Letters

Deconstructing the Jessica Lynch story

Daniel Schorr's Nov. 14 column "The military-media complex" suggests the two entities are working together to spin the war effort. The media rarely cover our armed forces in a positive light. The Jessica Lynch story is driven by ratings and revenue, nothing more.

To suggest that our military is walking hand-in-hand with an out-of-touch mainstream media is not fair to our armed forces. What you see is a rabid embellishment of a story driven by the media alone.
Paul Ritchey
Circleville, Ohio

The story on Jessica Lynch showed that the young woman did indeed meet the situation of her capture and injuries very bravely.

That the Bush administration distorted the facts concerns me. I hope the damage done will be repaired.
H. Rosalind Brown
Riverside, Calif.

I agree with the thrust of Daniel Schorr's column on Jessica Lynch, but he lets Pfc. Lynch off far too easily. No one forced her to sign a book deal, and from the reports of very slow sales, the world was hardly waiting for her story.

Also, if she is so offended at being "exploited" by the military, why does she extend that exploitation through seemingly endless TV appearances?
Jim Crowther
Albuquerque, N.M.

In museums, tinkering with history

Regarding your Nov. 12 article "Is a museum obligated to tell the whole truth?": Museums cannot be free from political issues, and their decisionmaking can function to create, or fabricate, history - because museums such as the Smithsonian are powerful educational institutions.

The Smithsonian is ready to display the airplane Enola Gay, which dropped the first atomic bomb on Hiroshima, at the National Air and Space Museum in December. The problem here is that the Smithsonian focuses only on the technological "achievement," though the bombing also killed 100,000 people, mostly civilians. Critics are not demanding the Enola Gay display be withdrawn, but are asking the Smithsonian to deal with both faces of technology, bright and dark.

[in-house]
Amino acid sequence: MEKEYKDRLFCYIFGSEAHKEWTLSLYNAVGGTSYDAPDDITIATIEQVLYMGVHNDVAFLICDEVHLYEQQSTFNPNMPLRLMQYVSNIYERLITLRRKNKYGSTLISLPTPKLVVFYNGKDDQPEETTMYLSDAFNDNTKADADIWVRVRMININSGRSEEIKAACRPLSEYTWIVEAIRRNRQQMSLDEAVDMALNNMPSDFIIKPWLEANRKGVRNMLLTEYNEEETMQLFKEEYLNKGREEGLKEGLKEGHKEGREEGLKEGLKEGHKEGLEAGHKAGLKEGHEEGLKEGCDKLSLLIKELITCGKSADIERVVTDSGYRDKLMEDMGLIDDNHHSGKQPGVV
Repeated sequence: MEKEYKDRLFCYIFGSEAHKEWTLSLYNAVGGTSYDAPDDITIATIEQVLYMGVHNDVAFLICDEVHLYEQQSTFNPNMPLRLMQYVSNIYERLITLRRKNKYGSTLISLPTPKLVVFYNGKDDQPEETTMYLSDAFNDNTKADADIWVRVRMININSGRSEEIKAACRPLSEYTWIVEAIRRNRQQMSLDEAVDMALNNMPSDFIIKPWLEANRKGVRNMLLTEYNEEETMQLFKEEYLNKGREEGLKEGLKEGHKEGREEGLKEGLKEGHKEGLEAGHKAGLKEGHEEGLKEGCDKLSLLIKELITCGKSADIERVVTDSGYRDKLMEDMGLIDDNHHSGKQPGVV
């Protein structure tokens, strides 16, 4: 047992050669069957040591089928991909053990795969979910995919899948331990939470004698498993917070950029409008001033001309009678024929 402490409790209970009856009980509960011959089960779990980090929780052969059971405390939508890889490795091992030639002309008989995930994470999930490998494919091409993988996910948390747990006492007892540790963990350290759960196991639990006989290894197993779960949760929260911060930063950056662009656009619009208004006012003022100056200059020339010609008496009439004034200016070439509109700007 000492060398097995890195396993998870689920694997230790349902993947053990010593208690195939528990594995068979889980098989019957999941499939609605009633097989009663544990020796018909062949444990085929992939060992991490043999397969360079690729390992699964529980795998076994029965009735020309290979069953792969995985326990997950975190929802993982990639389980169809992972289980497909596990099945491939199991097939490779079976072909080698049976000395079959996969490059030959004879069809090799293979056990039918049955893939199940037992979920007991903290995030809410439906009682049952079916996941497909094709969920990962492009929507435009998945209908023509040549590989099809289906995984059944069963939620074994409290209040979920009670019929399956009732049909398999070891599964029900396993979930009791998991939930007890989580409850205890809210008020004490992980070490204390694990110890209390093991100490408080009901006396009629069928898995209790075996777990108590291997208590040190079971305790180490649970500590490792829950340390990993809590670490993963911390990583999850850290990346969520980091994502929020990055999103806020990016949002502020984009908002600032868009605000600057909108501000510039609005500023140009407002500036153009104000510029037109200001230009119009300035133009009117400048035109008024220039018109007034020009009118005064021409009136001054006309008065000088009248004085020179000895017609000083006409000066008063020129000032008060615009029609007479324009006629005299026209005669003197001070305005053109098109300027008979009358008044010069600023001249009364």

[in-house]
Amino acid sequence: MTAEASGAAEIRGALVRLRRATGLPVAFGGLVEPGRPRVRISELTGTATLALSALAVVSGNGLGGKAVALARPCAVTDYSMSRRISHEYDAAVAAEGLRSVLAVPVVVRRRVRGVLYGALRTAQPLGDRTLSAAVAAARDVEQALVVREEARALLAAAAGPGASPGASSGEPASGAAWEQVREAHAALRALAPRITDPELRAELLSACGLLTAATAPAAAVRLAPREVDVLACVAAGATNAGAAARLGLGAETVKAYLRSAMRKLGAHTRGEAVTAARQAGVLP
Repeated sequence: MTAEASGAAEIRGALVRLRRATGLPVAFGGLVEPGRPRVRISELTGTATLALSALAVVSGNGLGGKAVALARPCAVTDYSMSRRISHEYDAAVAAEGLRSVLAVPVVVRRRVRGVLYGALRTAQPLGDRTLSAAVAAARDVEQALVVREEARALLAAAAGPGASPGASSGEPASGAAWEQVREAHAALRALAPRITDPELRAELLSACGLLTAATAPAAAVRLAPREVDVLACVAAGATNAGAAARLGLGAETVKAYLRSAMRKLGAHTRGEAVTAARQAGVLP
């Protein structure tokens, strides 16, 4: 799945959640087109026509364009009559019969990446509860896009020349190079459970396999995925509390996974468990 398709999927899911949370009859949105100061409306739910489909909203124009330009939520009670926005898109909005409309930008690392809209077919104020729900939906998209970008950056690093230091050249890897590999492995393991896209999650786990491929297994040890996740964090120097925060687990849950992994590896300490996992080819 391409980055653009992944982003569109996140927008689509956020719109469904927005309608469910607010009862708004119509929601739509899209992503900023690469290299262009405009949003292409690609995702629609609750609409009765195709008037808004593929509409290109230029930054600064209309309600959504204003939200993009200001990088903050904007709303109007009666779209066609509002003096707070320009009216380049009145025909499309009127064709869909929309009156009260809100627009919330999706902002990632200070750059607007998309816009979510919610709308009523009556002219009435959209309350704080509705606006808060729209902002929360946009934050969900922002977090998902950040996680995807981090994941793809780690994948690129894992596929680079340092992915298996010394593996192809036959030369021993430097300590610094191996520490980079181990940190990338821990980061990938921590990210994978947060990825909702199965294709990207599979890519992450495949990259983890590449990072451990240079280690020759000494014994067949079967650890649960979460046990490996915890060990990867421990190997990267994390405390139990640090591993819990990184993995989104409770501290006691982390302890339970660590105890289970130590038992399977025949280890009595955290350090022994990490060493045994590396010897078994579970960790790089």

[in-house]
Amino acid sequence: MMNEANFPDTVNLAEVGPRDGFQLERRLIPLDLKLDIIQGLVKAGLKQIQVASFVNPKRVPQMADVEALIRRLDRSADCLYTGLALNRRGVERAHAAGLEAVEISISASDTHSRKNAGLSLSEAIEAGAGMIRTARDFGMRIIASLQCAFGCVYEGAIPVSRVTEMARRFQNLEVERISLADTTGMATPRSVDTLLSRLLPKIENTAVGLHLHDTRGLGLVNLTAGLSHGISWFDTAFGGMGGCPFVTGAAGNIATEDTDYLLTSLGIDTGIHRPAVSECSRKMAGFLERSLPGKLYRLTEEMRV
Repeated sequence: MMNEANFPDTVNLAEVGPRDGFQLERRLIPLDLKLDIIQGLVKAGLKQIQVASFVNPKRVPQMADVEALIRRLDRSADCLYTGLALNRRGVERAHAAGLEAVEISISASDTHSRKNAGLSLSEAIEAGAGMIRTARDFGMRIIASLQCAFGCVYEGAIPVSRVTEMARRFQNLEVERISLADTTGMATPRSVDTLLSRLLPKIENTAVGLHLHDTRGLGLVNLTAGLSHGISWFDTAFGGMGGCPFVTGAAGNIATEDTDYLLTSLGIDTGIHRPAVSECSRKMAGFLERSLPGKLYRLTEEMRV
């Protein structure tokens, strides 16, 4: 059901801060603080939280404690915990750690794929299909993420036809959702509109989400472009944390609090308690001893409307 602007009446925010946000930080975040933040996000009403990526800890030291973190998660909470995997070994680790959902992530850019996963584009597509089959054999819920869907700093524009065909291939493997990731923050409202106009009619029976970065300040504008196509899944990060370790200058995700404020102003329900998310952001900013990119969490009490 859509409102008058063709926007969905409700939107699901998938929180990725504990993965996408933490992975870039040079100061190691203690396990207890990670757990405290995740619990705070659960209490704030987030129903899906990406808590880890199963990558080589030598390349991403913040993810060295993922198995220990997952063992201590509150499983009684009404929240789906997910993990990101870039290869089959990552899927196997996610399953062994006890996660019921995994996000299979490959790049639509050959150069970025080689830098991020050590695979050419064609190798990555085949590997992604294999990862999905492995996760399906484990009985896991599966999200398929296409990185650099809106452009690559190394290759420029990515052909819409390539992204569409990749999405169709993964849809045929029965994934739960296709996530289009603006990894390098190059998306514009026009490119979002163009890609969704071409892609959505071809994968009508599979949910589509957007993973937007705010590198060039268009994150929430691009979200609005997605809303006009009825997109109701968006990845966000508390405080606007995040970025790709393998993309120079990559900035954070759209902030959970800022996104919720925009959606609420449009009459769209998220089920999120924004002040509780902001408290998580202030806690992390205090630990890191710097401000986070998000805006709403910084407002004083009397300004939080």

I also wonder why most media are not covering the Enola Gay display. I would like to see the Monitor pay a little attention to the Smithsonian issue sometime soon, because the media also have been deeply involved in the process of making history.
Yoko Nishimura
Swarthmore, Pa.

A virtual boon for books

Regarding your Nov. 13 article "Dipping into books online: Is it stealing?": As a writer, I think what Amazon.com is doing is a great idea. As happens with any innovation, those in love with the old ways will initially oppose it.

Locking up books and making them inaccessible or inconvenient to read will not promote literacy, book buying, or authors' incomes. It will only tip the balance further in favor of other diversions, like TV and video games. Students are already hard-pressed to afford textbooks and tuition, and in any case never have and never will buy every book they consult for school projects. Good reference books will still end up on bookshelves, because it is more convenient.

Newspapers like the Monitor make their content freely available on the Internet as a way to increase circulation.

Books can do the same. Writers would do well to stop their whining and embrace and utilize this new resource. Amazon should be celebrated for furthering the public good and enriching society.
Joel Grossman
Santa Monica, Calif.

The Monitor welcomes your letters and opinion articles. Because of the volume of mail we receive, we can neither acknowledge nor return unpublished submissions. All submissions are subject to editing.

Letters must be signed and include your mailing address and telephone number. Any letter accepted will appear in the print publication and on www.csmonitor.com .

Mail letters to 'Readers Write,' and opinion articles to Opinion Page, One Norway St., Boston, MA 02115, or fax to 617-450-2317, or e-mail to Letters .

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